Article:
The suit was filed by career employees of the Homeland Security Department, challenging rules it issued on Wednesday.
White House officials said the new procedures, affecting 110,000 employees, were a model for changes throughout the federal government.
The unions asked the Federal District Court here to issue an injunction against the final rules, which will be published on Tuesday in The Federal Register and will take effect in a few months.
Homeland Security Secretary Tom Ridge said the rules would allow the department to encourage and reward exceptional performance.
Under the rules, the department says, pay will be based on performance and competence, not on length of service. Employees rated 'less than fully successful' will not receive raises.
The rules on 'pay for performance' are sketchy, and the suit does not challenge them though union leaders reserved the right to do so later.
A spokesman for the White House Office of Management and Budget, Chad M. Kolton, said President Bush wanted to 'provide similar flexibility to other federal agencies to increase their ability to recruit, retain and motivate civil servants.'
Mr. Bush will offer detailed proposals in his budget next month, Mr. Kolton said. The proposals will be subject to approval by Congress, which, in 2002, specifically authorized the Homeland Security Department to create a 'flexible' personnel system .
The unions say the new rules strip employees of their right to bargain collectively and therefore violate the 2002 law, which created the department as part of a broad effort to prevent terrorist attacks. In passing that measure, Congress stipulated that any new personnel system had to ensure employees' collective bargaining rights.
Gregory J. O'Duden, general counsel of the National Treasury Employees Union, a plaintiff, said, 'The rules overturn 25 years of Civil Service law, radically reduce the rights of federal employees and deprive them of a voice over important issues like the time and place of work, overtime and the hiring of private contractors to do their jobs.'
The rules say the new powers are justified because officials need to maintain 'an exceptionally high degree of order and discipline in the workplace.'
Kay Coles James, director of the Office of Personnel Management, the central government personnel agency, said the rules 'fully protect the Civil Service rights of federal employees.' She issued the rules with Mr. Ridge.
The unions contend that the rules violate provisions of the 2002 law on disciplinary actions, including dismissals, demotions and suspensions. Under the rules, the unions say, unreasonable penalties can be imposed and will be upheld unless they are 'wholly without justification.'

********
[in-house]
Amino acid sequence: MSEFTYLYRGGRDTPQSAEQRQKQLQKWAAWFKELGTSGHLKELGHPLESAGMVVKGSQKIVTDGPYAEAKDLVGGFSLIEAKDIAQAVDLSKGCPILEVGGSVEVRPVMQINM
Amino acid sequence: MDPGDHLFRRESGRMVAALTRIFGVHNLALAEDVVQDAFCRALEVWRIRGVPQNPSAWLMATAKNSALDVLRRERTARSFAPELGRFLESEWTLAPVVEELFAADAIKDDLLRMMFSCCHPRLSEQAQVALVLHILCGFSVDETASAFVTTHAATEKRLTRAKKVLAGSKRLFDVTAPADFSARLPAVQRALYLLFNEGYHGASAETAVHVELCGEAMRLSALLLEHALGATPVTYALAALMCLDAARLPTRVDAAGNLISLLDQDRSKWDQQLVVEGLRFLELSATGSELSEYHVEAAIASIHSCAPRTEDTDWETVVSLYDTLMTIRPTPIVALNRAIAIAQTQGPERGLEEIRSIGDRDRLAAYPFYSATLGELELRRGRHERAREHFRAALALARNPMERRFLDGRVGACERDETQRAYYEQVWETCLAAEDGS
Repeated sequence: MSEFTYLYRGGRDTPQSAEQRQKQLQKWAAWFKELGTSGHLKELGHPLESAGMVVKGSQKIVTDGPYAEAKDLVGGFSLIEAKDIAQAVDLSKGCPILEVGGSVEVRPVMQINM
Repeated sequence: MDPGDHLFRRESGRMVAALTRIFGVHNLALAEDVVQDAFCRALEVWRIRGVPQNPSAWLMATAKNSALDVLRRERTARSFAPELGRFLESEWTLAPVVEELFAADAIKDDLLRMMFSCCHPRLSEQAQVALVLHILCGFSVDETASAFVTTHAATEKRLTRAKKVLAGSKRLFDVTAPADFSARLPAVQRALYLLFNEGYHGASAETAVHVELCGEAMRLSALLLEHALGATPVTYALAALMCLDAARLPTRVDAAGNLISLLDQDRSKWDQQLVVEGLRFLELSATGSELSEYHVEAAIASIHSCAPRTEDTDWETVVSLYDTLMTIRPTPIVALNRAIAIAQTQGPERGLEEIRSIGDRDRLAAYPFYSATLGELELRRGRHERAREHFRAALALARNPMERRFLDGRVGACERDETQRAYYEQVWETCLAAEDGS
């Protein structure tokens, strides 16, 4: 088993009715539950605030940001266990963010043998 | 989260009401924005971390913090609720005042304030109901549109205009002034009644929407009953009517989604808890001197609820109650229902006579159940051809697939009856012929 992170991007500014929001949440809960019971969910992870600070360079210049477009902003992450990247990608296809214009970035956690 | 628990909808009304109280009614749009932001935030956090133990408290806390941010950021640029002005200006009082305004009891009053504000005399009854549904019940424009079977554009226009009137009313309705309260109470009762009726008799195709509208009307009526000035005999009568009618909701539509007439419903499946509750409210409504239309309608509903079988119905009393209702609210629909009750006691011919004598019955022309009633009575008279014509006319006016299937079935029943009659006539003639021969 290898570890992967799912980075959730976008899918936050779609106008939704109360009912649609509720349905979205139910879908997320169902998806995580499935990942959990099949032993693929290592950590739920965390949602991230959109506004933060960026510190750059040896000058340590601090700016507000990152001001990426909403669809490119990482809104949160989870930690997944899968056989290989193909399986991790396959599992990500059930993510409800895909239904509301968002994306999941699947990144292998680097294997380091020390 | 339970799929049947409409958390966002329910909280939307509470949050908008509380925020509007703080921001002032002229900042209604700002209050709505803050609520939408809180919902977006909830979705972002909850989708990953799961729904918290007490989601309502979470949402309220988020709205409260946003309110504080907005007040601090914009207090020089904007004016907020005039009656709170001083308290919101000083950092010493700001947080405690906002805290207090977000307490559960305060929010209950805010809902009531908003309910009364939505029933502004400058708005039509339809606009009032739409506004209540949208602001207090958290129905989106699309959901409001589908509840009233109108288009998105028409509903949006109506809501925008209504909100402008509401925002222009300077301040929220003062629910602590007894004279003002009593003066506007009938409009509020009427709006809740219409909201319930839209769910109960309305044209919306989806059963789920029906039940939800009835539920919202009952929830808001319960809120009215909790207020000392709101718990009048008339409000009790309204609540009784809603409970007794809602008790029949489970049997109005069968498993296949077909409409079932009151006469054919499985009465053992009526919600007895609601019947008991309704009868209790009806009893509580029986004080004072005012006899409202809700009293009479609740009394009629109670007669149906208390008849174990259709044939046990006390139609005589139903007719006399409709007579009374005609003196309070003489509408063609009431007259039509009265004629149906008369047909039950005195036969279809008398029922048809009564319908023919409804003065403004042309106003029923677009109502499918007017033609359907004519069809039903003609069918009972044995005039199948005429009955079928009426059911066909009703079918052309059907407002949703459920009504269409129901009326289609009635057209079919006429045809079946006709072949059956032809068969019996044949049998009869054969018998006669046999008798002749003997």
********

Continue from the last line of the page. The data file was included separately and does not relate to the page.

Administration officials say Civil Service is rigid and inflexible, so managers cannot easily remove poor performers. The president of the National Treasury Employees Union, Colleen M. Kelley, said officials did not use the tools they already had to reward superior performance. Union leaders say that giving managers more 'flexibility' also creates more opportunities for abuse.
Mark D. Roth, general counsel of the American Federation of Government Employees, another plaintiff, said, 'Managers will have free rein to retaliate against employees who challenge management decisions.'
T. J. Bonner, president of the National Border Patrol Council, a unit of the federation that represents United States Border Patrol agents, said, 'The new system allows for the sort of cronyism that nearly destroyed our nation's Civil Service a century ago.'
The Homeland Security Department joined workers from 22 agencies, including the Border Patrol, the Customs Service, the Coast Guard, the Secret Service and the Federal Emergency Management Agency.
The House Democratic whip, Representative Steny H. Hoyer of Maryland, said the new rules could be used to eliminate important protections for employees and taxpayers.
'The regulations significantly limit basic employee rights, including collective bargaining rights,' said Mr. Hoyer, whose district includes many federal workers. 'Taxpayers are not served by provisions that could politicize the Department of Homeland Security.'
The roots of federal personnel policy run from the Civil Service Act of 1883, also known as the Pendleton Act, which began to replace the spoils system with competitive hiring based on merit. In the Civil Service Reform Act of 1978, Congress guaranteed certain federal employees collective bargaining rights.